Climate Letter #1106

“In Defense of Biodiversity:  Why Protecting Species from Extinction Matters.”  This is by Carl Safina, the prize-winning author of seven books about life in the animal world.  Safina makes one eloquent argument after another in opposition to those who are indifferent or ambivalent about the mass extinction that is now underway.  A mass extinction is defined as one where the entire planet becomes inhospitable to life, not just one region.
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Two Australians offer opinions on the subject, “Do we have the capability to reverse global warming within a meaningful timeframe?”  David Spratt and Ian Dunlop, both well-known in their home country, show how tight the line is, how great the risks have become, and how the absence of strong leadership impedes the accomplishment of doing the things we are capable of doing.  I commend the realistic nature of their analysis.
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Amy Harder, writing for Axios, describes tensions in the Democratic Party over what approach the party should take in addressing climate change.  There is an opportunity here for someone who has a fresh face and strong leadership ability to step up and make a case powerful enough to attract a large following, especially including young people.  I have no idea who that person would be.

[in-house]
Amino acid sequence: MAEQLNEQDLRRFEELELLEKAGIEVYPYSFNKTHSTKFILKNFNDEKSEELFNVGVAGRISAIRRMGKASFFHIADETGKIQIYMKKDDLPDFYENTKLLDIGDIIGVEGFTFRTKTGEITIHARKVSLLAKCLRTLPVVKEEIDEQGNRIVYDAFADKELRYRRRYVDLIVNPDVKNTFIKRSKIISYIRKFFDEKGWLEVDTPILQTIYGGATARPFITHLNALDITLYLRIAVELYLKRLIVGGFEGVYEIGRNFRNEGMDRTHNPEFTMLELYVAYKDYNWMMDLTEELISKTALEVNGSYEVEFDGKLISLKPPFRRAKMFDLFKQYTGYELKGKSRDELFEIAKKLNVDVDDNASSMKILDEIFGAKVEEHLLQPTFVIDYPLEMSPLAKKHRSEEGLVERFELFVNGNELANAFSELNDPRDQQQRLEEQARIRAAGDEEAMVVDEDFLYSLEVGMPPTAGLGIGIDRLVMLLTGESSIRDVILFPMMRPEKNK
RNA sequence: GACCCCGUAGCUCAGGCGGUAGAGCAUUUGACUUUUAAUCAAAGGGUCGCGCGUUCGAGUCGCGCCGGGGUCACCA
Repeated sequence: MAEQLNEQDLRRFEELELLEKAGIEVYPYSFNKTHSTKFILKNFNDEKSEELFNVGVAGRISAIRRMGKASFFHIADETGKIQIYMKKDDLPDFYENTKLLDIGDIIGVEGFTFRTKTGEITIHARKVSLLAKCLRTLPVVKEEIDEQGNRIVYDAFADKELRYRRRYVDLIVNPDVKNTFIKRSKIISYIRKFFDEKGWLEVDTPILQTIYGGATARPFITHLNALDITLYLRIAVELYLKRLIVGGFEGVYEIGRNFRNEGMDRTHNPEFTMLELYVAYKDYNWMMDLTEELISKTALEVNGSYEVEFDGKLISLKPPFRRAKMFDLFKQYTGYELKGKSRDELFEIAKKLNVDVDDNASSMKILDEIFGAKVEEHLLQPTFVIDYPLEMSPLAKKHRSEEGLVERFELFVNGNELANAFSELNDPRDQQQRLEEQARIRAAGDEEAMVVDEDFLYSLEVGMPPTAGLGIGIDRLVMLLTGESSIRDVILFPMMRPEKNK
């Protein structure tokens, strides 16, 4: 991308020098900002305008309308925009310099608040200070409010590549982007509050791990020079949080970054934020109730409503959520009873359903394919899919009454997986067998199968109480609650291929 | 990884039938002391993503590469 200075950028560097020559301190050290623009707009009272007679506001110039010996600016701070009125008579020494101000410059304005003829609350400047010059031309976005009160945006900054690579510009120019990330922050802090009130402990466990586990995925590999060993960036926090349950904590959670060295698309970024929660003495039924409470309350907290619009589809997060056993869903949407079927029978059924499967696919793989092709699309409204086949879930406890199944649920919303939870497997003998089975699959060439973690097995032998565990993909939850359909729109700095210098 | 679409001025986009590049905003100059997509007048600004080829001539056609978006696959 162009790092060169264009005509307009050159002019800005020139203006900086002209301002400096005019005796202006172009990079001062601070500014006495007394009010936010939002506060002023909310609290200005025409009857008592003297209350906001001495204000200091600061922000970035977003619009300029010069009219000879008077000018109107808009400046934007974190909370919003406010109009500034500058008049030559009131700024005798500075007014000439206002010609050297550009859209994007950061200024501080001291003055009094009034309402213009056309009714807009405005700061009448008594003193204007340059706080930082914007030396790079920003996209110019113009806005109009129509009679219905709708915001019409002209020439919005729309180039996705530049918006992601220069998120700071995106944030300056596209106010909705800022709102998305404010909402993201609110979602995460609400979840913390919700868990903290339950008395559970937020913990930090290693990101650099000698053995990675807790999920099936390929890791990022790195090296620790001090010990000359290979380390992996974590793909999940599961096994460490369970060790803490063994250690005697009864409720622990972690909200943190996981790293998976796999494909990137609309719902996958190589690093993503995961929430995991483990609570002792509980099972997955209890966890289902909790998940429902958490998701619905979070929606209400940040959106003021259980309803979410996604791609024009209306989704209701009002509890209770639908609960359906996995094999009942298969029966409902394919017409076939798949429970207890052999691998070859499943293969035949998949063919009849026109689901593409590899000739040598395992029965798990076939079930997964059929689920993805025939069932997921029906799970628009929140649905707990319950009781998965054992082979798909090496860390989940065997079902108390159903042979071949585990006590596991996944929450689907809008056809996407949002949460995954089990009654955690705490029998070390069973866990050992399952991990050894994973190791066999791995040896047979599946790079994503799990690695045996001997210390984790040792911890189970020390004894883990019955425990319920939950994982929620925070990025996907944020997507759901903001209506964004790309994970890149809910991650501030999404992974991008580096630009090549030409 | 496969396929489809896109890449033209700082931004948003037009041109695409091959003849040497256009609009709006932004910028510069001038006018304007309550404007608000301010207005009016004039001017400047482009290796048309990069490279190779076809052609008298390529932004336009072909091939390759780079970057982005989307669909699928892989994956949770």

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Geothermal heat pumps have practical application for saving energy in some locations (Inside Climate News).  This story explains how they work and their advantages for space and water heating and air-conditioning purposes.  One company has plans for a community-wide project that would help to lower costs.
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An update on the opportunities for hydrogen as a replacement for both natural gas.  It is clearly going to have a role, but the size and extent of that role are hard to predict.  The level of activity and successful development work is greater than the level of publicity it generates.
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An unfavorable review of the way humans have added outer space to their list of things to spoil (the Guardian).  A full assessment by the UN will be forthcoming.  “The 2018 assessment is really the first one to have a substantial section on rocket emissions, not just a passing thought… we now understand that the climate and ozone impacts of rocket exhaust are completely intertwined.”
Carl
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